As a symbolic first step, this:

A city freeze
Get on your knees
Pray for warmth and green paper.
A city drought
You're down and out
See your trousers don't taper.

Saddle up
Kick your feet
Ride the range of a London street,
Travel to
A local plane
Turn around and come back again.

And at the chime of the city clock
Put up your road block
Hang on to your crown.
For a stone in a tin can
Is wealth to the city man
Who leaves his armour down.

Stay indoors
Beneath the floors
Talk with neighbours only.
The games you play
Make people say
You're either weird or lonely.

A city star
Won't shine too far
On account of the way you are,
And the beads
Around your face
Make you sure to fit back in place.

And at the beat of the city drum
See how your friends come
In twos or threes or more.
For the sound of a busy place
Is fine for a pretty face
Who knows what a face is for.

The city clown
Will soon fall down
Without a face to hide in.
And he will lose
If he won't choose
The one he may confide in.

Sonny boy
With smokes for sale
Went to ground with a face so pale.
And never heard
About the change
Showed his hand and fell out of range.

In the light of a city square
Find out the face that's fair
Keep it by your side.
When the light of the city falls
You fly to the city walls
Take off with your bride.

But at the chime of a city clock
Put up your road block
Hang on to your crown.
For a stone in a tin can
Is wealth to the city man
Who leaves his armour down.

Friday, 17 April 2009

Being an Adult

There's this vague subject that's kind of been troubling me for the past three days. That is to say, it troubled me greatly and acutely three days ago, until I'd resolved to write about it here, and then I never got around to it and it kind of hung on. It is this: Adultness. Responsibilities. My duties towards others.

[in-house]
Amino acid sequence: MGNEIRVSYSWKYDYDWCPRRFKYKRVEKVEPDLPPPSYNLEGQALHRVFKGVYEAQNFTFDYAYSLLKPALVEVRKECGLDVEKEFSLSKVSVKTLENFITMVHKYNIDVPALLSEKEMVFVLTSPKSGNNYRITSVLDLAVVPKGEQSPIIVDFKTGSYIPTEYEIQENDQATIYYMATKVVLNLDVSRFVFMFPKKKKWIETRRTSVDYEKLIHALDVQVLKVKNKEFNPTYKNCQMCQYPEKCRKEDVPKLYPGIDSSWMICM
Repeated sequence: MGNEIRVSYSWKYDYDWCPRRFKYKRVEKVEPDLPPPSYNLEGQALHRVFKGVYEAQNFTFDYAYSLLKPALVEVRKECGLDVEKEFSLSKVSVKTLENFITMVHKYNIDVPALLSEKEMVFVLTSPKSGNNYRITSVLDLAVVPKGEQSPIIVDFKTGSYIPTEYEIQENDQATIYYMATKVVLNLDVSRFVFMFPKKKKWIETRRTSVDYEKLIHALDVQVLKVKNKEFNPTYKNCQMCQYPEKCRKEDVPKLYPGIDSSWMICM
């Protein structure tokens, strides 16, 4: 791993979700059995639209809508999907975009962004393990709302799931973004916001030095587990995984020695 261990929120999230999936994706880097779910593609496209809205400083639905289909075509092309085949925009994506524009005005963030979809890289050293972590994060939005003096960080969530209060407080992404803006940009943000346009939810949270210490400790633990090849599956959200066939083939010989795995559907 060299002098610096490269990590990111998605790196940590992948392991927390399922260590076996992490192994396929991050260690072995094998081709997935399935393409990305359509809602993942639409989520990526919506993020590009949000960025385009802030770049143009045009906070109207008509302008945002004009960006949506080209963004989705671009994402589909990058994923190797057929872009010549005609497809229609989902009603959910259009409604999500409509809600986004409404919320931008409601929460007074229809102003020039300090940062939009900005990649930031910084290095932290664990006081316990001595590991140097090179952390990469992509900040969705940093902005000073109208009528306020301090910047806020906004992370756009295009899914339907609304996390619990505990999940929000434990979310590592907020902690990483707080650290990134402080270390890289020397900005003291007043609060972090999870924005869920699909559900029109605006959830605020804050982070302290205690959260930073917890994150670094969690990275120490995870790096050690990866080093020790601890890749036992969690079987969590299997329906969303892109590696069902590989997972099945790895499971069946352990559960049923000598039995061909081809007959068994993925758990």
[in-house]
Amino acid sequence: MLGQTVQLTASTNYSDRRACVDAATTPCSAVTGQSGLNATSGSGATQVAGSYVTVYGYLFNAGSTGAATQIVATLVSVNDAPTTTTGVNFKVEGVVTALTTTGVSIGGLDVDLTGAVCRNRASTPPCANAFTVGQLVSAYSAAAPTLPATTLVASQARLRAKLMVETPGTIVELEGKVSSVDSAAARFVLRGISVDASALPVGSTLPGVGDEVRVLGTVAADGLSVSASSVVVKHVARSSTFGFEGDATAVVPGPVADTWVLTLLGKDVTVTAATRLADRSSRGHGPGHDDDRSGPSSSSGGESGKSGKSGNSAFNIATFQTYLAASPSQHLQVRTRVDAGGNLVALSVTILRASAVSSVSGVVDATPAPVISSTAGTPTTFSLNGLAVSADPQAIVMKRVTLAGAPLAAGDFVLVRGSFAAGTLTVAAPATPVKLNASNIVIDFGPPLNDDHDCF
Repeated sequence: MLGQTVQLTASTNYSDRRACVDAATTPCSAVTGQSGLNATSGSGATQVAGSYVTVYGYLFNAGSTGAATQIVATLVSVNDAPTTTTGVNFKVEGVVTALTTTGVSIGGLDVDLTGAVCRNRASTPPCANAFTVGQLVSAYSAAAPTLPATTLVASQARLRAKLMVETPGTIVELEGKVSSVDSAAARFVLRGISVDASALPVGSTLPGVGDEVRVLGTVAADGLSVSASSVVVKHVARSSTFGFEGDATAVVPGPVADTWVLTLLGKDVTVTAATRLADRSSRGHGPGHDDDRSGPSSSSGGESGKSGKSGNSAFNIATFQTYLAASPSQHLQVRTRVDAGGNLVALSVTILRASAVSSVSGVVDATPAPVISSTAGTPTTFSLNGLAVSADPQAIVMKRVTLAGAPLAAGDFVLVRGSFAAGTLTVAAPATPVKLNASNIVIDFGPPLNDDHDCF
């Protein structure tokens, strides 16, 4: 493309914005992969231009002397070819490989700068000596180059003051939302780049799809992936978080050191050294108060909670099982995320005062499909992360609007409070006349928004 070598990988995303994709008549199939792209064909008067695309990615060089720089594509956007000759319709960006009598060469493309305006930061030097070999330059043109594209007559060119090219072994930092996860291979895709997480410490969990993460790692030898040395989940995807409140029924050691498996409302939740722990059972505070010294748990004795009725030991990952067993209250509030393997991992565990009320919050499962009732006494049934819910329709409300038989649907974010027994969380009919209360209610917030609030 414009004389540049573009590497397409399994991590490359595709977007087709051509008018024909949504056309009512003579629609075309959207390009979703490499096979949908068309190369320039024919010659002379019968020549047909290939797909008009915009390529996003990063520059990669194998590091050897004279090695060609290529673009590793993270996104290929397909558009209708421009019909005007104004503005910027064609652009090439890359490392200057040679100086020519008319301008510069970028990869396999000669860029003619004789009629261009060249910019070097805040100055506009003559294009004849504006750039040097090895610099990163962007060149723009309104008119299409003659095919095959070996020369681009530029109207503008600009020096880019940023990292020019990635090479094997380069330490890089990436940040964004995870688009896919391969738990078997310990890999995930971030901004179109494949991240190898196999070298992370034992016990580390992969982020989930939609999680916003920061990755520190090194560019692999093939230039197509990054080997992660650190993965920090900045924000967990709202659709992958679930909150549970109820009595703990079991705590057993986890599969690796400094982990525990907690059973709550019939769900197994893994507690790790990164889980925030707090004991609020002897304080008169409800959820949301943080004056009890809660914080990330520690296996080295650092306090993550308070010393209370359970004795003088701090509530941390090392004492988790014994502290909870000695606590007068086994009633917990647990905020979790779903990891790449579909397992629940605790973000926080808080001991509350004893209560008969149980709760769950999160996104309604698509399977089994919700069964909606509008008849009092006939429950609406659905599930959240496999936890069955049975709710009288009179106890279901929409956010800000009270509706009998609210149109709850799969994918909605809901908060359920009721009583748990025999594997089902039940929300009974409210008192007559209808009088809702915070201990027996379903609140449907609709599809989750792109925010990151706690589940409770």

It's too long after the fact for me to remember precisely where this very broad subject met me, so all I can do is try to take this on in an organized way, chronologically. So, context:

As most people who know me know, I've been inside of variants of clinical depression ever since four and a half years ago. "Been" rather than "am" because (since probably not much more than a month ago) I now consider myself to be out of it completely, at least as far as I'm concerned.
But I was definitely in it for quite a long time. My depression could probably take up more than a few blog posts all by itself, but I want to address a very specific thing that happened during it; it was The Shedding of Obligations.

Everything was becoming exceedingly difficult to do, and I decided to focus most of my efforts on just getting through the day to the night. I felt, and thought (and I still feel and think this was right at the time), that there was need for some urgent prioritization as far as my mental energy was concerned, and I stopped doing things. Quite early on I stopped going to school. I stopped hanging on to the vestiges of what very technically constituted my "social life". I stopped a bunch of the more ritualistic "binding" religious activities, without at the time doubting for a moment that they were indeed incredibly important. I stopped even trying to do housework. I stopped worrying about hygiene to some extent, but even just mentioning it like this is probably already a little TMI. And I stopped even trying to care about matters that did not immediately concern me - by which I mean my life-long obsession with ethical philosophy and politics. It's not that I washed my hands clean of these things completely - more that I indulged in them occasionally when it took my fancy, without feeling any sort of responsibility towards it.

It is, obviously, this last "shedding" that is on my mind lately. I have, largely, started again all these things that I have stopped, but my - let's call it "ideological passivity" remained curiously stable. It has kept on the level of a hobby, rather than that of a duty.

Now, a part of me says this is nothing to worry about - it's normal - nobody obsesses about abstract concepts and the dealings of their government, because they're all too busy trying to eke out their own living. But another part of me says bullshit; the fact that "everybody does it" never makes anything right and it doesn't necessarily mean it's even advantageous or sensible in any way. And it's simply untrue that I'm too busy to care. These issues - mainly violations of human rights and casual (and complicit) indifference to suffering - genuinely boil my blood. I'm not not caring. I'm just not doing.
I'll break the suspense here. The second part is right. My apathy towards the affairs of those not in my immediate vicinity is a distant relic of a bygone era.

Which is wonderful, and an observation I expect of myself to act on in the near future, but it seems only to touch the tip of the iceberg.